Standing Down Legal Segregation on Yom HashoahPosted: April 16, 2015
Today marks Yom Hashoah – Holocaust Remembrance Day – and as it turns out, this year it falls on a serendipitous milestone: namely the 52nd anniversary of Dr. Martin Luther King’s “Letter from a Birmingham Jail.” Although MLK wrote his letter to respond to the reality of Jim Crow in the American South, I do believe his words have much to offer us as we remember those who perished at the hands of the Nazis during World War II – in particular, King’s insistence on the moral imperative to break unjust laws and the inherent immorality of legal segregation:
(There) are two types of laws: just and unjust. I would be the first to advocate obeying just laws. One has not only a legal but a moral responsibility to obey just laws. Conversely, one has a moral responsibility to disobey unjust laws…
Now, what is the difference between the two? How does one determine whether a law is just or unjust? A just law is a man made code that squares with the moral law or the law of God. An unjust law is a code that is out of harmony with the moral law. To put it in the terms of St. Thomas Aquinas: An unjust law is a human law that is not rooted in eternal law and natural law. Any law that uplifts human personality is just. Any law that degrades human personality is unjust.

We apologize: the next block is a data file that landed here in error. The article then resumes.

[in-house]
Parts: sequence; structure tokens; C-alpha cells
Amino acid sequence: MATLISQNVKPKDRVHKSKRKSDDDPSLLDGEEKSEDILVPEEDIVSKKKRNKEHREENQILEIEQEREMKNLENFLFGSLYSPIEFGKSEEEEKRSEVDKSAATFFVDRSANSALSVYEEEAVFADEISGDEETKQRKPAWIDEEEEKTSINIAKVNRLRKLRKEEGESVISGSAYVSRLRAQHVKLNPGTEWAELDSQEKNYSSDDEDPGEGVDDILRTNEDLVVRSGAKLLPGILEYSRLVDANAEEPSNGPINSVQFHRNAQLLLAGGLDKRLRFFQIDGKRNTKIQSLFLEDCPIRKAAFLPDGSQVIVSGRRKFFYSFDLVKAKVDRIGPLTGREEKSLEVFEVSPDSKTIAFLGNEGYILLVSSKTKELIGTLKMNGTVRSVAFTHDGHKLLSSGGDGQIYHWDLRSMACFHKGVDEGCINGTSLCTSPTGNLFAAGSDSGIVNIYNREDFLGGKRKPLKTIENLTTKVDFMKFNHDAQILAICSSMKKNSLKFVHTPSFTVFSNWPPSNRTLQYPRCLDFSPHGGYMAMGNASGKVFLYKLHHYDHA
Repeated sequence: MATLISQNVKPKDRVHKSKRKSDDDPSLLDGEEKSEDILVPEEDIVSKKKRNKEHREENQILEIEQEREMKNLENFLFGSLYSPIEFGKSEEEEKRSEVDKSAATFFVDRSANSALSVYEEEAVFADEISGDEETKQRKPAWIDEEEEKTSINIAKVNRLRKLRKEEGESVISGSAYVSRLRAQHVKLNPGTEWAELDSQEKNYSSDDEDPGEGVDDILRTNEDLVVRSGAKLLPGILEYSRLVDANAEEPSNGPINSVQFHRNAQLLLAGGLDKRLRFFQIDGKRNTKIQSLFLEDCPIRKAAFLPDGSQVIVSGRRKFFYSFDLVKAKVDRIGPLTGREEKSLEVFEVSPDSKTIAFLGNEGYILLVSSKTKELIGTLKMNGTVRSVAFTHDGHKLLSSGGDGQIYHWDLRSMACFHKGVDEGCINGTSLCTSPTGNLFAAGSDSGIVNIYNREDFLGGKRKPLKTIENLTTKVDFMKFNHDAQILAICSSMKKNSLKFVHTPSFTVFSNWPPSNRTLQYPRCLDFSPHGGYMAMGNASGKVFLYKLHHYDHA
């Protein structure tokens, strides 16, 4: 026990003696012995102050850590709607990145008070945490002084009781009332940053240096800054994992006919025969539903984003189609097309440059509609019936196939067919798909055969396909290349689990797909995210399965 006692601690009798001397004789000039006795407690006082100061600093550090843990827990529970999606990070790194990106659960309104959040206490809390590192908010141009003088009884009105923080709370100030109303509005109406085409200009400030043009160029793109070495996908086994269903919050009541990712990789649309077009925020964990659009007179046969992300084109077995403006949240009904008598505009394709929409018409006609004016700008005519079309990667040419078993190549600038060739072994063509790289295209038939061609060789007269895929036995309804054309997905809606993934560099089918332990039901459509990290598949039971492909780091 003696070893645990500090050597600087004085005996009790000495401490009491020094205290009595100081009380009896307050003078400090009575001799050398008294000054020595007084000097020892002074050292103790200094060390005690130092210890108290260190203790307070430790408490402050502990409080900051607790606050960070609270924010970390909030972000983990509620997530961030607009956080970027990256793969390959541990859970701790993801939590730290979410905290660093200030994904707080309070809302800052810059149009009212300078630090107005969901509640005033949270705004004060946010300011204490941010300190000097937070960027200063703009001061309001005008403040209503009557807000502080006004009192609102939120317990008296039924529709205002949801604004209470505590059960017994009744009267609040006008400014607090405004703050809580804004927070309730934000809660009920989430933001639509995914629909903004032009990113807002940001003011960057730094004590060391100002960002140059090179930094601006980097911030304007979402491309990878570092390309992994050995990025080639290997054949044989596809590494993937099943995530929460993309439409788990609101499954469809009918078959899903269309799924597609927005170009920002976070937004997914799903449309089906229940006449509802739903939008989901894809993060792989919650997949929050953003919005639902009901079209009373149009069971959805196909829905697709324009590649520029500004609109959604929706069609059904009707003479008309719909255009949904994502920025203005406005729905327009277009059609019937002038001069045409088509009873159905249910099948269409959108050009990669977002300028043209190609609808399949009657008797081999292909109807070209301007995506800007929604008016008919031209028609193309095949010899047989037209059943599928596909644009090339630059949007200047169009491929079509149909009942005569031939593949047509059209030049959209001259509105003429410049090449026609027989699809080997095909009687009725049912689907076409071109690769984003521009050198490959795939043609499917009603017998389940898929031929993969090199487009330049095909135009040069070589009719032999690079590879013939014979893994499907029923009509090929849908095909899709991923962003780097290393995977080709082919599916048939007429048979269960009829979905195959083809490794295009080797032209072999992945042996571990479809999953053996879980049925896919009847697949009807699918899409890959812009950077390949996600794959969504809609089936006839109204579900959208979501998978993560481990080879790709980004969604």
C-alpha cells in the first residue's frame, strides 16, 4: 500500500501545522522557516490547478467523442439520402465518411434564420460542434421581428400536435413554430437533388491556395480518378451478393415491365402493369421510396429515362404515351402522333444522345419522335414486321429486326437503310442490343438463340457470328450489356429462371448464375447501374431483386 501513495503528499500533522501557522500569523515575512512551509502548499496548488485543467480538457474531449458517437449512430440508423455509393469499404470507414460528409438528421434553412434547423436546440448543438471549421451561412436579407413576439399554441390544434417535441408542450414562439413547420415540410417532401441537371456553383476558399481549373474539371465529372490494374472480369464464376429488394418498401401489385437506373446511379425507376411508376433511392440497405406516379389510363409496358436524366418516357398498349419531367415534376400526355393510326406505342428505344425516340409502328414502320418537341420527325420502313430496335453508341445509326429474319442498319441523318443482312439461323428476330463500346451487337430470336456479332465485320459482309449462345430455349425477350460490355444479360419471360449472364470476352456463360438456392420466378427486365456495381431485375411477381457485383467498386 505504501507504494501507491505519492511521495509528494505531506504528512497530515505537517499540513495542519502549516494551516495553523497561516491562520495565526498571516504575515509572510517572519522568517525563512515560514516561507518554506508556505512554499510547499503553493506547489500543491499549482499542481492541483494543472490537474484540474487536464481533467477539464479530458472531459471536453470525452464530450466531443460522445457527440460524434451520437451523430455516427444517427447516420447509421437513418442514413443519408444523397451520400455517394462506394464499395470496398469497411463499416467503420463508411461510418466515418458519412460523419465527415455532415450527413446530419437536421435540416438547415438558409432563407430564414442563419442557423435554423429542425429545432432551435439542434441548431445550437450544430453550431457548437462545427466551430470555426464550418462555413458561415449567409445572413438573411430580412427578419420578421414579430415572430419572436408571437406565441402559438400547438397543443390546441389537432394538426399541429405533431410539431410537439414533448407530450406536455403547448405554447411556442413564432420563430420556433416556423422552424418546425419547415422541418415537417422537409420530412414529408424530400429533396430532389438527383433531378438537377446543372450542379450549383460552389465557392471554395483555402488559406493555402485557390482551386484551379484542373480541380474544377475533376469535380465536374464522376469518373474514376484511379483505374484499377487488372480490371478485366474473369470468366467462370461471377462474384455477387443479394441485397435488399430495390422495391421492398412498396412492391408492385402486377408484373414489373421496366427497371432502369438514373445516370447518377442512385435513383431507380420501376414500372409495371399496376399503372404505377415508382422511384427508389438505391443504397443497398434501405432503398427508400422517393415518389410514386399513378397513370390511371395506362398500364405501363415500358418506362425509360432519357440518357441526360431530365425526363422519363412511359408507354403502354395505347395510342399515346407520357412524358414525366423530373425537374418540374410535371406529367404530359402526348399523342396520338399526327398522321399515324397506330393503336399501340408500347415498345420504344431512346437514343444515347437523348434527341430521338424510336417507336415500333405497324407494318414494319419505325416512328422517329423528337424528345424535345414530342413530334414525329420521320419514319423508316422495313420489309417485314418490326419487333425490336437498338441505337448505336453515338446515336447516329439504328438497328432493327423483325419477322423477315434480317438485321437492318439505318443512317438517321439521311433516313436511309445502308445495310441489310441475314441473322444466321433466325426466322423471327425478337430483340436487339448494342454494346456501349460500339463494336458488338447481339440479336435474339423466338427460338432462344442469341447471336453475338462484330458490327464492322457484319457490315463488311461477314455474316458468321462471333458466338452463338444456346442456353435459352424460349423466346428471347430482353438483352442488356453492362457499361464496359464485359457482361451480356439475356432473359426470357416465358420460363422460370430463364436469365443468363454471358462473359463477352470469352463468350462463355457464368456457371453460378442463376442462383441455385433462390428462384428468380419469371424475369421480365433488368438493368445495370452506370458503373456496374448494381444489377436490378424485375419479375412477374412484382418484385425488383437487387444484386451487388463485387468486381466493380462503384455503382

All segregation statutes are unjust because segregation distorts the soul and damages the personality. It gives the segregator a false sense of superiority and the segregated a false sense of inferiority. Segregation, to use the terminology of the Jewish philosopher Martin Buber, substitutes an “I it” relationship for an “I thou” relationship and ends up relegating persons to the status of things. Hence segregation is not only politically, economically and sociologically unsound, it is morally wrong and sinful.
In light of King’s words, it is worth noting that the rise of Nazism in Germany was facilitated by largely “legal” means – through a myriad of laws and regulations that successfully segregated them from the rest of German society. King himself pointed this out in his letter when he wrote:
We should never forget that everything Adolf Hitler did in Germany was “legal…” It was “illegal” to aid and comfort a Jew in Hitler’s Germany. Even so, I am sure that, had I lived in Germany at the time, I would have aided and comforted my Jewish brothers.
In this regard, Dr. King’s insight might well inspire us to commemorate this sacred day by redoubling our resolve to eradicate laws that segregate peoples on the basis of their national, ethnic or religious identities.
While it pains me to say it, I cannot help but note that the very country that first established Holocaust Remembrance Day itself enforces its own form of legal segregation between Jews and non-Jews. As one Israeli observer wrote in Ha’aretz five years ago, “Segregation of Jews and Arabs in Israel…is almost absolute.” In the West Bank, Jews and non-Jews are segregated by separate legal systems, separate roads, separate transportation systems, and in some cases, separate sidewalks. And in Gaza, Palestinians are segregated from the outside world entirely.
I have no doubt that there will be those who consider it unseemly of me – or worse – to point this out on Yom Hashoah of all days. To this inevitable criticism, I can only respond, how can we purport to take the lessons of the Shoah to heart while ignoring realities such as these? How long will we, as Jews, look way from these unjust laws in Israel that “distort the soul and damage the personality?” On this, of all days, shouldn’t we, as King suggested in his letter, “bring to the surface the hidden tension that is already alive?”
May the memory of the fallen be for a blessing.